This file photo from September 2019 shows Gwanghwamun Gate and Gyeongbokjung Palace as seen from the rooftop of the Seoul National Museum. Lourdes Viray, file
Task force to study possible travel ban on South Korea amid rise in COVID-19 cases
Prinz Magtulis ( - February 23, 2020 - 5:40pm

MANILA, Philippines (Updated 7:38 p.m.) — The Philippines is studying the possibility of a travel ban on South Korea amid a spike in Coronavirus Disease-19 cases (COVID-19) in the country's largest tourism market, a move that would only cement a bleak outlook for the fledgling dollar-making industry.

"The task force on emerging infectious diseases may take it up at its next meeting," Justice Secretary Menardo Guevarra said in a text message to when asked if a travel ban is being studied.

There is no firmed-up schedule for the meeting yet, he added.

The Bureau of Immigration, which implements travel bans and restrictions, is under the Department of Justice.

Asked whether a travel ban is being considered, Tourism Secretary Bernadette Romulo-Puyat replied: "No."

The IATF-EID has representatives from the Office of the President and from the following departments:

  • Health
  • Justice
  • Interior and Local Government
  • Tourism
  • Foreign Affairs
  • Social Welfare and Development
  • National Defense
  • Transportation

Also represented in the task force are the Presidential Communications Operations Office, Overseas Workers Welfare Administration, Philippine Overseas Employment Administration, Bureau of Immigration, Civil Aeronautics Board, Civil Aviation Authority of the Philippines, Philippine Ports Authority, Office of Civil Defense, and Philippine National Police.

The task force had previously considered a travel ban on Singapore—where a Filipino has tested positive for COVID-19, according to the Department of Foreign Affairs on Sunday—when the country had around 50 confirmed cases earlier in February.

South Korea has more than 600 confirmed cases so far.

Travel ban to hit tourism sector if imposed

The ban, if imposed, would deal a fresh blow to the local tourism industry, whose last year's stellar performance is already at risk of getting stalled due to existing travel prohibitions to and from China, the country's second largest tourism market, as well as Chinese territories, Hong Kong and Macau.

READ: Government may push for visa-free entry to South Korea

South Korean President Moon Jae-In placed his country under "red" alert that gives local officials power to take "unprecedented measures" to contain the COVID-19 outbreak. 

The decision followed a fifth death and a massive 20-fold increase in confirmed infected cases to 602 over the past five days. The cases were traced from members of a religious sect in Daegu, around 3 hours drive south of Seoul. 

Government data show South Korea has been the Philippines' largest tourist source for the past five years, with last year alone seeing about 1.9 million Koreans flying in, equivalent to 24% of total foreign visitors.

Koreans are also the Philippines' largest spending tourists. In November 2019, the latest period on which data is available, Korean visitors shelled out an average of $227.68 million. Chinese tourists were next with average spending of only $152.44 million during the same month. 

Reciprocally, there were 417,518 Filipinos who visited South Korea from January to November last year, while 62,398 Filipino nationals were living and working there as of end-2019.

DFA: Delay non-essential travel

In an advisory on Sunday night, the Department of Foreign Affairs advised Filipinos in South Korea to monitor and comply with advisories from South Korean health authorities.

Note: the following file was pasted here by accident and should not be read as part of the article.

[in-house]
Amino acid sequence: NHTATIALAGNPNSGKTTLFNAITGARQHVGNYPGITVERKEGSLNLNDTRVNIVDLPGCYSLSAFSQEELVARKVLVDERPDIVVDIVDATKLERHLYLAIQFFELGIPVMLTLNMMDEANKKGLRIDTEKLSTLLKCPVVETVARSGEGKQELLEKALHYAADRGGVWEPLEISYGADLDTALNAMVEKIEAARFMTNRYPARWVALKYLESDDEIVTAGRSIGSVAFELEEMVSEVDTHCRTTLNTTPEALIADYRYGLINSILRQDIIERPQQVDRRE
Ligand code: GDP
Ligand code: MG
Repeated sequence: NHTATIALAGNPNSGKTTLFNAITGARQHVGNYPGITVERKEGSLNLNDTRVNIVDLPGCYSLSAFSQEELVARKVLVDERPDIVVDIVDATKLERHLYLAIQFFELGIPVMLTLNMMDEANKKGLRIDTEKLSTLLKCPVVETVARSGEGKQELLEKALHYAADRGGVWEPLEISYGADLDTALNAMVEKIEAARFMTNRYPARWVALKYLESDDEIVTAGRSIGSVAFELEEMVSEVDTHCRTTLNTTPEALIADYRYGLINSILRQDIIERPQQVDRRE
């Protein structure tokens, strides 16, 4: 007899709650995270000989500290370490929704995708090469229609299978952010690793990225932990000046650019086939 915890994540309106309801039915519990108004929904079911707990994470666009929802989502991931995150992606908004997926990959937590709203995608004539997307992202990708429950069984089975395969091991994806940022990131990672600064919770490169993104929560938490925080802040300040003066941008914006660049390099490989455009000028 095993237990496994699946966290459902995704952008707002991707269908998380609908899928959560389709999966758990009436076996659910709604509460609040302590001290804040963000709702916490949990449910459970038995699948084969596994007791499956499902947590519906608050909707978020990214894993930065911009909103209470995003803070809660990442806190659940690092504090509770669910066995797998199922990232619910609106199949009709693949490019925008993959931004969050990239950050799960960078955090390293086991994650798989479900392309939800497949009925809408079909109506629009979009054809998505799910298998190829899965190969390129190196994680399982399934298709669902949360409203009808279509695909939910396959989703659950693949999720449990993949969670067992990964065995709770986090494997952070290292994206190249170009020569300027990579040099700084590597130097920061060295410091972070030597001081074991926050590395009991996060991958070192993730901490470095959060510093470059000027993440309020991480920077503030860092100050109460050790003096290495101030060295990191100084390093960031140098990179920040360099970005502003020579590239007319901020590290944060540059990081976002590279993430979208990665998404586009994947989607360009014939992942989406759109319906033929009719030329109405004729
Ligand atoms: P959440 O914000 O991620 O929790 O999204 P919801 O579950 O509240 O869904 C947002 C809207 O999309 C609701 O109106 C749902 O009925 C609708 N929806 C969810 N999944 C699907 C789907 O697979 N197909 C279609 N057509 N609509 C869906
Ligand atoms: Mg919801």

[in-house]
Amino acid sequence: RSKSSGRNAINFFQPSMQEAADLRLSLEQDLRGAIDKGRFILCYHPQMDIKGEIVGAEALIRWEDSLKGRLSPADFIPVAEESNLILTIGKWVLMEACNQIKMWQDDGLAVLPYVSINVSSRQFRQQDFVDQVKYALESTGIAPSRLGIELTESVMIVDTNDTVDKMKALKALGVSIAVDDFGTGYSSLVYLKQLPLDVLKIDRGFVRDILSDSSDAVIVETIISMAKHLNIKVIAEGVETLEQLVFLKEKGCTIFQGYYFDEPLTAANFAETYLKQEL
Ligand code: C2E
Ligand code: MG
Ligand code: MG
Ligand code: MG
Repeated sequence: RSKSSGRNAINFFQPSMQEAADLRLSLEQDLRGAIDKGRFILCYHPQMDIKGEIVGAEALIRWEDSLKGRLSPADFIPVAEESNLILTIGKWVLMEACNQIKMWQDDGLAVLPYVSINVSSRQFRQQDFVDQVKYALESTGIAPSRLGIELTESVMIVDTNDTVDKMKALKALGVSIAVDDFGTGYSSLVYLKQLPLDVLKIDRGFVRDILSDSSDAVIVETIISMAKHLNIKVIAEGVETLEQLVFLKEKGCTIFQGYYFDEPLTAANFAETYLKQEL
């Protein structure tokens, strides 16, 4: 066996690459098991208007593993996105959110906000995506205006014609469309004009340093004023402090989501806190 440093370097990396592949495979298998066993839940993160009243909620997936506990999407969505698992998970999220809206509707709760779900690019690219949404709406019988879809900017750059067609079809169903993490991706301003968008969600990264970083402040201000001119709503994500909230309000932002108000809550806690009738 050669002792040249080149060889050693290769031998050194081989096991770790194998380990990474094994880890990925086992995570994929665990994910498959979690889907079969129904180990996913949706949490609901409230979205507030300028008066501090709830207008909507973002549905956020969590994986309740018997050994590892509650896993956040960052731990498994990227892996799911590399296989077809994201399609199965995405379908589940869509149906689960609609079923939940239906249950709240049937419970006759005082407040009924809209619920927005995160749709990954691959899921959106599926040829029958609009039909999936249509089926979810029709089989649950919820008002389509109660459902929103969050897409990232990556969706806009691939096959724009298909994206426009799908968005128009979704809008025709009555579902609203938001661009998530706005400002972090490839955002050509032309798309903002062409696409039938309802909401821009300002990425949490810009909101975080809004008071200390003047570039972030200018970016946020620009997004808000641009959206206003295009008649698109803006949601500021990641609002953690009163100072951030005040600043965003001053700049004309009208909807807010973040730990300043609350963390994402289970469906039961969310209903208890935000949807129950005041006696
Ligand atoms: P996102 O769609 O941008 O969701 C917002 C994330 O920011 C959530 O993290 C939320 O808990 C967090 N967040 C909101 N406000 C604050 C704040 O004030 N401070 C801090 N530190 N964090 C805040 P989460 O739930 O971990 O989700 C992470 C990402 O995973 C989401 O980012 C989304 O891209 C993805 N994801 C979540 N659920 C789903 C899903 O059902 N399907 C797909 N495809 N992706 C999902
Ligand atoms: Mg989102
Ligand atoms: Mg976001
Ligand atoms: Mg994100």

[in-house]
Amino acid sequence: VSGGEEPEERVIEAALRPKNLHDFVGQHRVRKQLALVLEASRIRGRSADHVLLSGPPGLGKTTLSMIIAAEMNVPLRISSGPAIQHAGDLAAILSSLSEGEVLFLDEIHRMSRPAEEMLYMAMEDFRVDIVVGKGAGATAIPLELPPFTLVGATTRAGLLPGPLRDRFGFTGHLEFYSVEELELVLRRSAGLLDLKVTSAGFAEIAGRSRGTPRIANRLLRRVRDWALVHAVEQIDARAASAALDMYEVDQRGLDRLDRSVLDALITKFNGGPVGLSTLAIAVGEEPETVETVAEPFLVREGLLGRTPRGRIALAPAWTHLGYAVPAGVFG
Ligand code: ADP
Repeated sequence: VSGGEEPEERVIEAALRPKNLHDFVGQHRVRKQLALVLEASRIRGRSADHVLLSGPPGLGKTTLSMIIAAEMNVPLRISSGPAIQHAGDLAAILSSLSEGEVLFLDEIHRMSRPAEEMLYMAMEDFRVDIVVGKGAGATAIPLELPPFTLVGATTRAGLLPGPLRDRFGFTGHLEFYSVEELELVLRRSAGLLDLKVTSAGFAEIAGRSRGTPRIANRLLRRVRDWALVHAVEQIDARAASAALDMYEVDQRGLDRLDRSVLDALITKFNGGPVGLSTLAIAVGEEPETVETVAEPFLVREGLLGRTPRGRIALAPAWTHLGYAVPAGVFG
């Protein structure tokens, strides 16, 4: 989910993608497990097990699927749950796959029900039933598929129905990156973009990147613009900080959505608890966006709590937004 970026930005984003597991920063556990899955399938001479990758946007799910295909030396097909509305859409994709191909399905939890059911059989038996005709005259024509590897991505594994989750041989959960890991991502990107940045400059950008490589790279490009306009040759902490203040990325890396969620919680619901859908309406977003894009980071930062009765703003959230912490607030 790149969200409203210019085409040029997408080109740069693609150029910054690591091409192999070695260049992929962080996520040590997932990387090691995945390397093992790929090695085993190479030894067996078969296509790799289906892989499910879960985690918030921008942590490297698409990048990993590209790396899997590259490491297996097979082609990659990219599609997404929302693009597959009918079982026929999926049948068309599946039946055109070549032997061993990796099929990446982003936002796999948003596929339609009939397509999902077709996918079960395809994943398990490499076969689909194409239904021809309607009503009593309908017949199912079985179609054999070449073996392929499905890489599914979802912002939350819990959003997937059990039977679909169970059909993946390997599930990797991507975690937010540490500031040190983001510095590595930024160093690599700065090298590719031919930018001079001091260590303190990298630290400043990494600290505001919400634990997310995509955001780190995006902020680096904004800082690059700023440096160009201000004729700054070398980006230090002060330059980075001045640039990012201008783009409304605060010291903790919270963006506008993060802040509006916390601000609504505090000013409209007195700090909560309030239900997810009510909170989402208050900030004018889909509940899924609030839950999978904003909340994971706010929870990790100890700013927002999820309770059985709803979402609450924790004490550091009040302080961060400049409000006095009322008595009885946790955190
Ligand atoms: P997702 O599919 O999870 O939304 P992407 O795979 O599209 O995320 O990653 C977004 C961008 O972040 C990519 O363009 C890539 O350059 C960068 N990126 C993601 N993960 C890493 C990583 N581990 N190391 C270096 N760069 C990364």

"During emergency situations, Filipinos in South Korea may contact the emergency hotline number of the Philippine Embassy in Seoul at (+82) 10-9263-8119. In addition, Filipinos in South Korea experiencing symptoms of COVID-19 should immediately contact the Korea Center for Disease Control and Prevention (KCDC) at 1339," the DFA also said.

The DFA said it has not received reports of any Filipinos in South Korea testing positive for the novel coronavirus but also said it will monitor the situation and coordinate with Filipinos there.

"Currently, there is no travel ban imposed on Filipinos traveling to South Korea but travelers are cautioned to delay non-essential travel to the country as a precaution."

OFWs allowed to retun to Hong Kong and Macau

Last week, the government allowed Filipinos working in Hong Kong and Macau to return to their employers in the islands, but essentially fell short of lifting foreign travel between the Philippines and the two Chinese jurisdictions. 

The government also briefly expanded the travel ban to Taiwan before lifting it a few days later, citing the "strict measures they are undertaking, as well as the protocols they are implementing to address the COVID-19."

Under the Duterte administration, tourism is slowly becoming an essential dollar engine for the Philippines, hitting record-highs in both visitor arrivals and tourism receipts last year. 

A record 8.26 million tourists visited the Philippines in 2019, up 15.2% year-on-year. From January to November, tourism activities already generated $8.84 billion (P458.28 billion) in revenues, latest government data showed.

While much of the tourism surge was fueled by a rush of Chinese tourists, thanks to the government's closer ties with Beijing, Koreans have remained the country's top tourist market. Prior to COVID-19, the government expected to attract more than two million Koreans into the country this year. — with Rosette Adel

READ: ‘Old meets new’ in Seoul’s urban regeneration sites

  • Latest
  • Trending
Are you sure you want to log out?
Login is one of the most vibrant, opinionated, discerning communities of readers on cyberspace. With your meaningful insights, help shape the stories that can shape the country. Sign up now!

or sign in with